# Don’t follow the 37% rule

Brian Christian and Tom Griffiths begin their popular science book Algorithms to Live By with none other than the famous Secretary Problem, more formally known as Optimal Stopping. For those unfamiliar with this problem, it outlines the optimal algorithm for picking a new secretary based on his credentials. The selector has two serious limitations — she has no idea what a good secretary looks like, and she must pick a secretary immediately after reviewing his credentials. She must therefore compare the applicants with one another. This is the predicament: select too early, and you may not have enough information to make a good choice; select too late, and you may have missed your opportunity at the best candidate.

The authors do tell the solution to the problem. The answer is 37%. If you want to maximize your chances of getting the best “secretary,” pick the best option you have seen after you have seen 37% of the candidates. The authors also point out that, in a great moment of mathematical symmetry, you will have a 37% chance of selecting the best candidate when you follow this rule. Business Insider and The Washington Post have posted their own articles on this phenomenon, and, along with the book, recommend to heed this as wisdom in your daily life.

The book clearly defines the caveats to this algorithm, and it also covers additional criteria for consideration. One such criteria is the cost of waiting. If the value of each secretary decreases by 1%, the optimal value decreases to 31%. In fact, participants in an experiment tended to choose their secretary after hitting 31%, showing that humans can indeed make optimal choices with the information available.

Yet, imagine yourself an ignorant employer trying to hire a secretary. Are you hoping to maximize your chances of getting the single best secretary that applies? Most employers likely just want to get the best employee possible, so the algorithm should optimize on average quality of the employee and not on the chances of getting the single best employee. One might believe that optimizing for either would achieve the same results. I decided to run a simulation in order to see for myself.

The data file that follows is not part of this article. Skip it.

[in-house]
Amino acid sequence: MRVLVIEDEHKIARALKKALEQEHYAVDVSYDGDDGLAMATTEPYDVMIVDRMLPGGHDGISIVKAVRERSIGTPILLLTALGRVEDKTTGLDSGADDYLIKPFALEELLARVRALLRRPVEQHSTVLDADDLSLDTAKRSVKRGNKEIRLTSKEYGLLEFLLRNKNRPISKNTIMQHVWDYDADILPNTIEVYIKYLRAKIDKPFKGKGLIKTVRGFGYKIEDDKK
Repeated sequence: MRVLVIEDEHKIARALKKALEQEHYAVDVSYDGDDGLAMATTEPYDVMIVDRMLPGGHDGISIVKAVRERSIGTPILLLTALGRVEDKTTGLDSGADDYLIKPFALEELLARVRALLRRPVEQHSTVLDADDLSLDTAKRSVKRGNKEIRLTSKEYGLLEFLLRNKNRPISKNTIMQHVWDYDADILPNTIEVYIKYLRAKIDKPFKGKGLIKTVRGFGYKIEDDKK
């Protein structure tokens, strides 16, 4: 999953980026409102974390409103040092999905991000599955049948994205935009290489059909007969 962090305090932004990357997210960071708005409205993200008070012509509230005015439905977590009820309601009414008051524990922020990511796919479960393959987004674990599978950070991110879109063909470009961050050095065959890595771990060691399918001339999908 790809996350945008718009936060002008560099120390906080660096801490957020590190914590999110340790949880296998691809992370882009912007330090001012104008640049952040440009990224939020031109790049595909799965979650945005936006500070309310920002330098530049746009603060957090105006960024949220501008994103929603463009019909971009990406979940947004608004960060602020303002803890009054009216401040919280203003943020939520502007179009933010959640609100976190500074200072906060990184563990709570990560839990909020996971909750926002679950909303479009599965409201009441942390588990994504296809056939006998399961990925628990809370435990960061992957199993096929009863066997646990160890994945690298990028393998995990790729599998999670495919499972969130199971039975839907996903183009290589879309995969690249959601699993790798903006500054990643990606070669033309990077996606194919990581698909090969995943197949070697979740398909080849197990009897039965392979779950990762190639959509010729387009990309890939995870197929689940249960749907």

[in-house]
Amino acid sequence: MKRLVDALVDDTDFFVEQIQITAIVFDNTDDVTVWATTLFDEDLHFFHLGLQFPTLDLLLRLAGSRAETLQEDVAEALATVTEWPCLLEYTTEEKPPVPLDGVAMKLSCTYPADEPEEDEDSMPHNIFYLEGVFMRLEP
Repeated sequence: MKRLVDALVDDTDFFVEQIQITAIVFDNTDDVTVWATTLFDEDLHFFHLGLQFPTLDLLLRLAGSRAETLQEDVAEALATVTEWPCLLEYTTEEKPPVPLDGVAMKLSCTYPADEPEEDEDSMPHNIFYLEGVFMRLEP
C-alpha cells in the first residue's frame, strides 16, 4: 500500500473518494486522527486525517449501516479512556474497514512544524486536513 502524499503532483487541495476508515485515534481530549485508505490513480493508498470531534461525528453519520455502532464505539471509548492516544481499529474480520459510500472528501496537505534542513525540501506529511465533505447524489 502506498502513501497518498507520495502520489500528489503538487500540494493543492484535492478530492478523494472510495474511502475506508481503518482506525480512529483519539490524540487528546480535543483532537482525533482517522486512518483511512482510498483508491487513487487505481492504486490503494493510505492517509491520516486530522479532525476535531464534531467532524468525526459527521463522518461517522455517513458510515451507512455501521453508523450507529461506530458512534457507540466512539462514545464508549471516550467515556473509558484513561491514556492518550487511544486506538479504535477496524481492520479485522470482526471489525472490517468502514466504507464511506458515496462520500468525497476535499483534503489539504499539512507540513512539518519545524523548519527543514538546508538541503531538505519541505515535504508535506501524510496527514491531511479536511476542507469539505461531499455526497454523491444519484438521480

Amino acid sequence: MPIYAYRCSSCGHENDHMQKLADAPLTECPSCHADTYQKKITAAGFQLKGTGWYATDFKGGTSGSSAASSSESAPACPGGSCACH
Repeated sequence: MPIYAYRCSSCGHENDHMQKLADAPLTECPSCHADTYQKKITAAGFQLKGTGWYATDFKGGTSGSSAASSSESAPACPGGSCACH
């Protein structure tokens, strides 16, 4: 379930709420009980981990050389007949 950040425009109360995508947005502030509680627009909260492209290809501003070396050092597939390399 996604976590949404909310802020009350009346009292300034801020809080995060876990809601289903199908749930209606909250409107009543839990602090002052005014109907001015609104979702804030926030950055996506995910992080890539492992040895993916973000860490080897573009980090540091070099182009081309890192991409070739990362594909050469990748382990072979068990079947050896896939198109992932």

I wrote a 28 line Python script that plainly simulates the Secretary Problem with an applicant pool of 100 secretaries. New secretaries receive a random quality value, and the employer chooses the best value she has seen so far after hitting a specific threshold. The script repeats this selection 1 million times in order to get a statistically significant set of data. The script does this for all integer thresholds from 3 to 99. The simulation has two outputs per threshold — the average quality value of the secretary and the percentage of times that the best secretary was chosen. The results are below.

The green chart shows the secretary problem as we know it. The curve peaks nicely at 37% and does indeed give a 37% chance of selecting the best secretary. The second graph paints a more dismal picture. The average value of the secretary that the employer will choose only increases initially as she increases her threshold. The graph peaks at a threshold of 9 or 9% since we chose a pool of 100 secretaries. This means that the employer should pick the best secretary that she has seen after looking at only 9 secretaries, if she wants to optimize the quality of secretary that will work for her. She will sacrifice some of her chances of picking the best secretary possible — a chance of ~24% with a 9% threshold, but the quality of her secretary will be, on average, ~9 on a scale of ten as compared to ~8 at the 37% threshold.

The secretary problem appears frequently in our day to day life. Most cite its use as a means to select marriage partners. One should select his marriage partner 37% of the way through the dating process if he has found the best partner so far. Most people likely do not take such a mechanical approach to their love lives, but when making these decisions, consider optimizing the quality of your choice and not the chances of picking the very best choice. You may have to commit to a choice sooner than feels natural, and you may feel regret of not waiting for the best. You will, however, save yourself from a sub-standard result.

## More from Wesley Belleman

I write about computer science, computer security, and cyber policy.

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